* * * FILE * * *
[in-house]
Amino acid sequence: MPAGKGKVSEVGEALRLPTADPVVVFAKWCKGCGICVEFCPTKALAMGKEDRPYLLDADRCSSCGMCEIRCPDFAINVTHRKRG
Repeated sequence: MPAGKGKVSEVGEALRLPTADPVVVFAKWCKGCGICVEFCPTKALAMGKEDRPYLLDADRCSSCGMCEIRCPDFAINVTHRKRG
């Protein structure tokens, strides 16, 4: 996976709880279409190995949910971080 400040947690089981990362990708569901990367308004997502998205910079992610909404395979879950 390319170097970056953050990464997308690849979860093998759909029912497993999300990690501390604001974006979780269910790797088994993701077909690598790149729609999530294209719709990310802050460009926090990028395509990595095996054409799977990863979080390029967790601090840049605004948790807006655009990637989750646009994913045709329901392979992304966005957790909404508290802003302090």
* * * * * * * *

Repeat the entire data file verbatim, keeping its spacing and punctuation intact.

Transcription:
[in-house]
Amino acid sequence: MPAGKGKVSEVGEALRLPTADPVVVFAKWCKGCGICVEFCPTKALAMGKEDRPYLLDADRCSSCGMCEIRCPDFAINVTHRKRG
Repeated sequence: MPAGKGKVSEVGEALRLPTADPVVVFAKWCKGCGICVEFCPTKALAMGKEDRPYLLDADRCSSCGMCEIRCPDFAINVTHRKRG
């Protein structure tokens, strides 16, 4: 996976709880279409190995949910971080 400040947690089981990362990708569901990367308004997502998205910079992610909404395979879950 390319170097970056953050990464997308690849979860093998759909029912497993999300990690501390604001974006979780269910790797088994993701077909690598790149729609999530294209719709990310802050460009926090990028395509990595095996054409799977990863979080390029967790601090840049605004948790807006655009990637989750646009994913045709329901392979992304966005957790909404508290802003302090």